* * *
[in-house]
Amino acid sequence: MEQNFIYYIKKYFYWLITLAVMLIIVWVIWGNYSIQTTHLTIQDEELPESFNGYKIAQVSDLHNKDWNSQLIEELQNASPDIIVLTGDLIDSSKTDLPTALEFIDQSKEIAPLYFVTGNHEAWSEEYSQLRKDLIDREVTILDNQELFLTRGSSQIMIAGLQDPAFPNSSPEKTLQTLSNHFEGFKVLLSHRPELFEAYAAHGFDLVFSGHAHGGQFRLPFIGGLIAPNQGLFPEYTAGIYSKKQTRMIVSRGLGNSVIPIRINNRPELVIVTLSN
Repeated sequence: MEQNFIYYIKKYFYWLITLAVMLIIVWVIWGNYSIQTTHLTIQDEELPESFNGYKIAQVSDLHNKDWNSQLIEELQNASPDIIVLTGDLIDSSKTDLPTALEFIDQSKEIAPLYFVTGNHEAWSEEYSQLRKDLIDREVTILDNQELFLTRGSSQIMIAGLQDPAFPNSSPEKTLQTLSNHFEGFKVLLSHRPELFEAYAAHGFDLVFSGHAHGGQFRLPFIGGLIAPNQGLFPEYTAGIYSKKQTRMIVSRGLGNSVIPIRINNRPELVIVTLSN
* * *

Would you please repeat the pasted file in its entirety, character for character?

[in-house]
Amino acid sequence: MEQNFIYYIKKYFYWLITLAVMLIIVWVIWGNYSIQTTHLTIQDEELPESFNGYKIAQVSDLHNKDWNSQLIEELQNASPDIIVLTGDLIDSSKTDLPTALEFIDQSKEIAPLYFVTGNHEAWSEEYSQLRKDLIDREVTILDNQELFLTRGSSQIMIAGLQDPAFPNSSPEKTLQTLSNHFEGFKVLLSHRPELFEAYAAHGFDLVFSGHAHGGQFRLPFIGGLIAPNQGLFPEYTAGIYSKKQTRMIVSRGLGNSVIPIRINNRPELVIVTLSN
Repeated sequence: MEQNFIYYIKKYFYWLITLAVMLIIVWVIWGNYSIQTTHLTIQDEELPESFNGYKIAQVSDLHNKDWNSQLIEELQNASPDIIVLTGDLIDSSKTDLPTALEFIDQSKEIAPLYFVTGNHEAWSEEYSQLRKDLIDREVTILDNQELFLTRGSSQIMIAGLQDPAFPNSSPEKTLQTLSNHFEGFKVLLSHRPELFEAYAAHGFDLVFSGHAHGGQFRLPFIGGLIAPNQGLFPEYTAGIYSKKQTRMIVSRGLGNSVIPIRINNRPELVIVTLSN